States respond to recommendations to prohibit corporal punishment made at UPR 22nd session

At the 30th session of the Human Rights Council, held in September/October 2015, the working group reports of states reviewed in the 22nd session of the UPR in May 2015 were adopted and governments responded to the recommendations that were made during their reviews. Ten states received recommendations concerning corporal punishment of children (click on the names of the states for full details):

Andorra noted the recommendation to prohibit and sanction corporal punishment and confirmed that law reform has already been achieved: corporal punishment is prohibited in all settings in Andorra, including the home. Prohibition has also already been achieved in Bulgaria, which accepted the recommendation to promote non-violent childrearing and to ensure the law prohibiting all corporal punishment is enforced.

The Marshall Islands accepted recommendations to prohibit corporal punishment in all settings and to repeal legal defences for its use. This clear acceptance indicates the Government’s commitment to law reform and brings the total number of states committed to full prohibition of corporal punishment to 52. Mongolia accepted recommendations to prohibit corporal punishment in all settings, confirming its commitment to law reform first expressed by accepting similar recommendations at the 1st cycle review in 2010. Panama accepted the recommendation to prohibit all corporal punishment and to repeal the right to “correct” in the Family and Civil Codes.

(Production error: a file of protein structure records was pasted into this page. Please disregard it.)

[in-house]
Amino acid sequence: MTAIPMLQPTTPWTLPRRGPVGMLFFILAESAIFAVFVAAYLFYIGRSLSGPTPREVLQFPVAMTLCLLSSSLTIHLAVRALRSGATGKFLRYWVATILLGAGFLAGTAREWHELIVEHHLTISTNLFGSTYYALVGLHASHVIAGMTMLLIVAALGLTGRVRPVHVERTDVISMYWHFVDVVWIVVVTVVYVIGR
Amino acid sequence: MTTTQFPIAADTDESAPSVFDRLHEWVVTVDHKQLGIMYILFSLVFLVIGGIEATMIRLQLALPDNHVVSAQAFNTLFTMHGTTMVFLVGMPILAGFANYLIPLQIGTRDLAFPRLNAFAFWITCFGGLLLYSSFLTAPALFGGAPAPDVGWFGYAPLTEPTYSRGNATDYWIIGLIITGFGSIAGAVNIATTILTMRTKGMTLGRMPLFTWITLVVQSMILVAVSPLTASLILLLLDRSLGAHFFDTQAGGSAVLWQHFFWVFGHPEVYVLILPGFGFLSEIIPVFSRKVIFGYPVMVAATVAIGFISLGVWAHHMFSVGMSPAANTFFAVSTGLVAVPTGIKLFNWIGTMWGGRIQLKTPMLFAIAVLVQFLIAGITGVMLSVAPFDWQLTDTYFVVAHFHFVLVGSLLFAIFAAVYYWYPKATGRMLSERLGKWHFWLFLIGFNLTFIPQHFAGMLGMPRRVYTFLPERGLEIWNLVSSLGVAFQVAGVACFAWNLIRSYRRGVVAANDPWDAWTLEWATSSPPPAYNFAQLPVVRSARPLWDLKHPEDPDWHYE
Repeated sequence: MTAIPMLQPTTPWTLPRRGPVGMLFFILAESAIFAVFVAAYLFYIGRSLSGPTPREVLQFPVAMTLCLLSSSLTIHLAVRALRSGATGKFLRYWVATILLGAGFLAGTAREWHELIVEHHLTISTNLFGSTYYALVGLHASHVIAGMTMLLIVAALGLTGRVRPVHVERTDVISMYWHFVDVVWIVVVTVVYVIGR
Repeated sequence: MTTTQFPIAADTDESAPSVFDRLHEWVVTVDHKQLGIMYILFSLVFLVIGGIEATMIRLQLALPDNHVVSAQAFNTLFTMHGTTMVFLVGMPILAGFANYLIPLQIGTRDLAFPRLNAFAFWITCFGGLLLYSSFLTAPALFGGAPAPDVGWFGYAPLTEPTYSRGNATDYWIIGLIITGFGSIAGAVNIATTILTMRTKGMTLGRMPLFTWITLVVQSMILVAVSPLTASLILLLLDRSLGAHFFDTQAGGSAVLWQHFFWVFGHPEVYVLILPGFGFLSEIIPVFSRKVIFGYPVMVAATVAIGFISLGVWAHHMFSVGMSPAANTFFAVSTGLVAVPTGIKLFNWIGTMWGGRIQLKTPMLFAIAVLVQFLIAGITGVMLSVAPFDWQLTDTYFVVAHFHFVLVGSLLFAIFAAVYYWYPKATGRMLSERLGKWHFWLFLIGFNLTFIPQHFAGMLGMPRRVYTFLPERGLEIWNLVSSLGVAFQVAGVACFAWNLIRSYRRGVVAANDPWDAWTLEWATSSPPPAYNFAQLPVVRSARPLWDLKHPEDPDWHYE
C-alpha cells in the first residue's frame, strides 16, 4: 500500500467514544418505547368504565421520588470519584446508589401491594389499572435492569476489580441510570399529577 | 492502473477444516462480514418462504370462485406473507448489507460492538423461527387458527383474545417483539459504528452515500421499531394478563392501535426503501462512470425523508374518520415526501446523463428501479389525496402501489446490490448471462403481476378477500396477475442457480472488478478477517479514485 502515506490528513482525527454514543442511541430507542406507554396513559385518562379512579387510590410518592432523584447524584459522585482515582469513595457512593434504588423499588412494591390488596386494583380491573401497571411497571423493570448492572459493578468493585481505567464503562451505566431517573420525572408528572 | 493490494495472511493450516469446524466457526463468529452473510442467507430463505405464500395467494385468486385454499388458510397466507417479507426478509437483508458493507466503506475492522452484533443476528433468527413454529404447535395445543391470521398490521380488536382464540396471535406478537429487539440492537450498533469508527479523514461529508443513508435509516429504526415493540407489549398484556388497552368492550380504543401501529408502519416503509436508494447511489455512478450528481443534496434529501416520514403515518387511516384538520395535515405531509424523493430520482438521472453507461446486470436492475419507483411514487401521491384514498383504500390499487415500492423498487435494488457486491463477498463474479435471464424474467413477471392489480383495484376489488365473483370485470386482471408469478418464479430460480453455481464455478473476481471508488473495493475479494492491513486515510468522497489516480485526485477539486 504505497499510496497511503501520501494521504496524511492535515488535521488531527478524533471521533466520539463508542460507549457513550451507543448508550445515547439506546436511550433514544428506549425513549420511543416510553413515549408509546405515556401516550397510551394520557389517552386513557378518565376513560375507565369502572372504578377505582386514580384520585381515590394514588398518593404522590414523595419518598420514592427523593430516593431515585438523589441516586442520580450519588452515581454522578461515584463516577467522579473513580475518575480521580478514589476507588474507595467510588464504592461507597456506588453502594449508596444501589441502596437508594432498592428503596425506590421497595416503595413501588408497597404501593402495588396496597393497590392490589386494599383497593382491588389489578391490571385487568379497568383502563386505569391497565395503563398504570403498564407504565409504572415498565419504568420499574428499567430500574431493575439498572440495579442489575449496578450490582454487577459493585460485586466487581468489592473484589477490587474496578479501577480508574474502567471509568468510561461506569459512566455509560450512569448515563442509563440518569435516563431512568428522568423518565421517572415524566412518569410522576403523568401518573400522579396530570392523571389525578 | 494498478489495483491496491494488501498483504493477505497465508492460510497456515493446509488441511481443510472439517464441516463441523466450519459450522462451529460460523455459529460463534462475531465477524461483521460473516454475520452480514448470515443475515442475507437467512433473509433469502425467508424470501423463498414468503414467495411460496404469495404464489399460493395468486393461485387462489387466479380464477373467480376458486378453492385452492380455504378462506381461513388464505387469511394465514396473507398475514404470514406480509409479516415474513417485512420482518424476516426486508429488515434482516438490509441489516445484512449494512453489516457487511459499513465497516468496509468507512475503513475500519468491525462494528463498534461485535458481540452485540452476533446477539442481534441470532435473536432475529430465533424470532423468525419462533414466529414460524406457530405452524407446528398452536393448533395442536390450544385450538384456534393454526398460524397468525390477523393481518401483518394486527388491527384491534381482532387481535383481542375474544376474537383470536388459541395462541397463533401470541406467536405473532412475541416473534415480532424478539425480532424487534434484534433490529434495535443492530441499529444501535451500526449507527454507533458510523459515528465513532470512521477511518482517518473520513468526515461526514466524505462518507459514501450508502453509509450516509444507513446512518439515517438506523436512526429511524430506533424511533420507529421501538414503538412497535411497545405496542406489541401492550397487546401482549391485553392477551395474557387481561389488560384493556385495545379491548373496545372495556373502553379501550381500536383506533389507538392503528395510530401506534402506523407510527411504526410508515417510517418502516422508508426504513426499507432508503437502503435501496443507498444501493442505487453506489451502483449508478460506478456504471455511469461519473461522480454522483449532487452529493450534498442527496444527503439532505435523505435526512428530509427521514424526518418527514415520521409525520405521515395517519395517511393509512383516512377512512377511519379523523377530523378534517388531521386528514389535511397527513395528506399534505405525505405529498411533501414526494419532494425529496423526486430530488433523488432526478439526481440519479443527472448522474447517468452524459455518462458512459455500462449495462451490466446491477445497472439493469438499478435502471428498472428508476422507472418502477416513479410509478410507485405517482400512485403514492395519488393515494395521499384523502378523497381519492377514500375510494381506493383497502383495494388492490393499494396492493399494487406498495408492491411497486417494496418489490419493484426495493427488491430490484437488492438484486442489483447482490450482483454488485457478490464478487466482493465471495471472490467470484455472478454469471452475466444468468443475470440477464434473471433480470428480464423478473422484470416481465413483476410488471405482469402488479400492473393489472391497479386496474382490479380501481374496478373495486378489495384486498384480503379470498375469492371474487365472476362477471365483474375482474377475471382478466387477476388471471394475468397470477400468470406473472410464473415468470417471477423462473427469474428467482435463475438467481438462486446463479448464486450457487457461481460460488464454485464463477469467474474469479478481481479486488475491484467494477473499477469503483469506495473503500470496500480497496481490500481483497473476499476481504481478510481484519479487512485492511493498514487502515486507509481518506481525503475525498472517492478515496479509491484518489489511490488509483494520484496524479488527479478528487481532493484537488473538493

Jamaica rejected recommendations to prohibit corporal punishment in all settings. The Maldives rejected recommendations to prohibit corporal punishment, including judicial flogging. The USA accepted the recommendation to promote non-violent forms of discipline but rejected the recommendation to prohibit corporal punishment, stating that corporal punishment which is excessive or arbitrary is already prohibited under the Constitution.

Liberia noted the recommendation to prohibit corporal punishment in institutions and all alternative care settings. Libya noted the recommendation to amend legislation that allows corporal punishment, including amputation.

No recommendations specifically on corporal punishment were made to Belarus or Malawi, but general recommendations to bring national law into line with international human rights standards and to protect and promote child rights were made and have been accepted by the respective governments. Also reviewed were Honduras and Croatia, both of which have already achieved prohibition of all corporal punishment.